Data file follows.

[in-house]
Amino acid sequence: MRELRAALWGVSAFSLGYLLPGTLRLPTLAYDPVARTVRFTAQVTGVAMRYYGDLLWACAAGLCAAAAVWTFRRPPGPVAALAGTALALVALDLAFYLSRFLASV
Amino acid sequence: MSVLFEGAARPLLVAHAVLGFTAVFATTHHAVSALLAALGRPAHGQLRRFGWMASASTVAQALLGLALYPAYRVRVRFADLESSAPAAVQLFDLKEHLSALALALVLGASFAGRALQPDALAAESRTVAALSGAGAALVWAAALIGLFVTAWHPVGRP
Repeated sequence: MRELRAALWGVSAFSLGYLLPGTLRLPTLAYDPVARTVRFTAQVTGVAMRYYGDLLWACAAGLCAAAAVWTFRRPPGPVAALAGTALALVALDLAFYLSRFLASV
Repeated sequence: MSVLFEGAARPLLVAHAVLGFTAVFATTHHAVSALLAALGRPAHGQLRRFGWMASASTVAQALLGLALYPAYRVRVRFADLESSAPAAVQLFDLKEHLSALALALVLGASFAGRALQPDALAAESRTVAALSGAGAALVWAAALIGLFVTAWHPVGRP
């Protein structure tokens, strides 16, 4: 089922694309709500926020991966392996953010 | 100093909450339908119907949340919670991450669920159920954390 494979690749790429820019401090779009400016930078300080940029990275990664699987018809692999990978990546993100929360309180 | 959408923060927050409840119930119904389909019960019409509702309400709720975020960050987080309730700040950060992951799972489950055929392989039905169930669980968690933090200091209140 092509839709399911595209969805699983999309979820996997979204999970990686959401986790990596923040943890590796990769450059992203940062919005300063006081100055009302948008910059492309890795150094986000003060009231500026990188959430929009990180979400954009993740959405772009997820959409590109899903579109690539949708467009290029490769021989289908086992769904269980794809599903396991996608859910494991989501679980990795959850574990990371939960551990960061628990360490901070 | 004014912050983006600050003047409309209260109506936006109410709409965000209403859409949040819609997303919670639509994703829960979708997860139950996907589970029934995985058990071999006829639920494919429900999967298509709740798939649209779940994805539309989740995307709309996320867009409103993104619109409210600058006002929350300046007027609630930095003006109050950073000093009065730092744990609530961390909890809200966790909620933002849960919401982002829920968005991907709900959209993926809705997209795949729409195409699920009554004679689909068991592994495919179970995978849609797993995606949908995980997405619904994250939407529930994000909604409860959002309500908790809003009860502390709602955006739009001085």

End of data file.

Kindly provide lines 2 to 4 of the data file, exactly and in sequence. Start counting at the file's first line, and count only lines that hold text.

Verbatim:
Amino acid sequence: MRELRAALWGVSAFSLGYLLPGTLRLPTLAYDPVARTVRFTAQVTGVAMRYYGDLLWACAAGLCAAAAVWTFRRPPGPVAALAGTALALVALDLAFYLSRFLASV
Amino acid sequence: MSVLFEGAARPLLVAHAVLGFTAVFATTHHAVSALLAALGRPAHGQLRRFGWMASASTVAQALLGLALYPAYRVRVRFADLESSAPAAVQLFDLKEHLSALALALVLGASFAGRALQPDALAAESRTVAALSGAGAALVWAAALIGLFVTAWHPVGRP
Repeated sequence: MRELRAALWGVSAFSLGYLLPGTLRLPTLAYDPVARTVRFTAQVTGVAMRYYGDLLWACAAGLCAAAAVWTFRRPPGPVAALAGTALALVALDLAFYLSRFLASV